Hogan-Howe opened with a short talk about crime and policing in these areas, presenting data with a jokey self-deprecating "I don't understand graphs." This would have been much funnier were it not for the fact that Hogan-Howe patently does not understand statistics: he was very much against the evidence-based decision to downgrade cannabis from a Class B to Class C drug. Four or five times, when technical detail would have been useful, Hogan-Howe glossed over the issue with "I won't bore you with the details". 

In his talk, Hogan-Howe covered what he thought to be the most pertinent issues to Londoners living in some of the most deprived boroughs in England. He talked about robberies and burglaries, anti-social behaviour, improving response time and the riots. He gave equal weight to uninsured drivers and police sick days, to more than a few raised eyebrows in the room. The floor was then opened for questions.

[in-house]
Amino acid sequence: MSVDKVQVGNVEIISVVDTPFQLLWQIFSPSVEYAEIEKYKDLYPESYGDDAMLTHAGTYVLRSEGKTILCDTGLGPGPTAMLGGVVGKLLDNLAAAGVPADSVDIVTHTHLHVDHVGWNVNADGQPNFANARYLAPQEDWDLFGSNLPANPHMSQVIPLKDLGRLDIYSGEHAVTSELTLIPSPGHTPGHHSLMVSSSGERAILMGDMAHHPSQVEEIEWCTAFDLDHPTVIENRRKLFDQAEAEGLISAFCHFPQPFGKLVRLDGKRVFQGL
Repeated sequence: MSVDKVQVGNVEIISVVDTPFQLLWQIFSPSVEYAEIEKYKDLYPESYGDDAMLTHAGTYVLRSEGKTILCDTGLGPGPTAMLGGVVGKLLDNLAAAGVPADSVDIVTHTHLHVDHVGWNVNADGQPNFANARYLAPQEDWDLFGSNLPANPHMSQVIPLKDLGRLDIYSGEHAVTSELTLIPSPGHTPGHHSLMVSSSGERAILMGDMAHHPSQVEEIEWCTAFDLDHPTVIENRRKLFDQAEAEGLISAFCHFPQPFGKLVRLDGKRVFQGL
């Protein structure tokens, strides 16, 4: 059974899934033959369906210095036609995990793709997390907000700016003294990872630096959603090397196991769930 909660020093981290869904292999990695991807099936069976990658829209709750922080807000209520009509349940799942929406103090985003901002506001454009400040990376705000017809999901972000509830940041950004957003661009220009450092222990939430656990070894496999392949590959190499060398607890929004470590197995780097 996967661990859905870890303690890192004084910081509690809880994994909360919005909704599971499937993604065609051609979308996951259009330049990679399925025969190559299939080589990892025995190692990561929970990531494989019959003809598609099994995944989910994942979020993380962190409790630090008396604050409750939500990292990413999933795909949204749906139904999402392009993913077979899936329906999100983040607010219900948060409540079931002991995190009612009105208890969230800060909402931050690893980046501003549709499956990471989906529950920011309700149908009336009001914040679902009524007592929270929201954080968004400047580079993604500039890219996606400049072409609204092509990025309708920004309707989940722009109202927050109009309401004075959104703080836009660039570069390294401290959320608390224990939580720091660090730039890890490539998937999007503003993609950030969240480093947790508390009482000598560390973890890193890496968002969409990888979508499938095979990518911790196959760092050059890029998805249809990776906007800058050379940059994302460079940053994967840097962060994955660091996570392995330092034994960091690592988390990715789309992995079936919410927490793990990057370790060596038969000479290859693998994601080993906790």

Rather unfortunately reflecting policing on the whole, the people most likely to be called on were middle-aged, middle class white men. Of the fifteen questions asked by members of the public, seven were from men from this demographic, despite the fact that the people with their hands up came from a wide range of ethnicities and equal gender representation. Overall, more than two-thirds of the people who got to ask questions were white, even though two thirds of the people in the room were from minority ethnic groups. I did not get to ask any of the burning questions I had in mind, despite spending the whole hour and a half with my hand up like the class boffin.

The first half hour of the question session was taken up by a mere three questions, filibustering from privileged people. These questions were long-winded, beginning with congratulations to Hogan-Howe which were measurable in minutes rather than substance. The Commissioner seemed happy to listen to this, and took time answering these points, then making a big show of getting the same answer from his three on-stage colleagues. This recurred throughout the evening. Hogan-Howe would give reverent, detailed answers to those who did not ask anything particularly challenging. When someone asked about bike thefts or the Olympics, Hogan-How answered a length.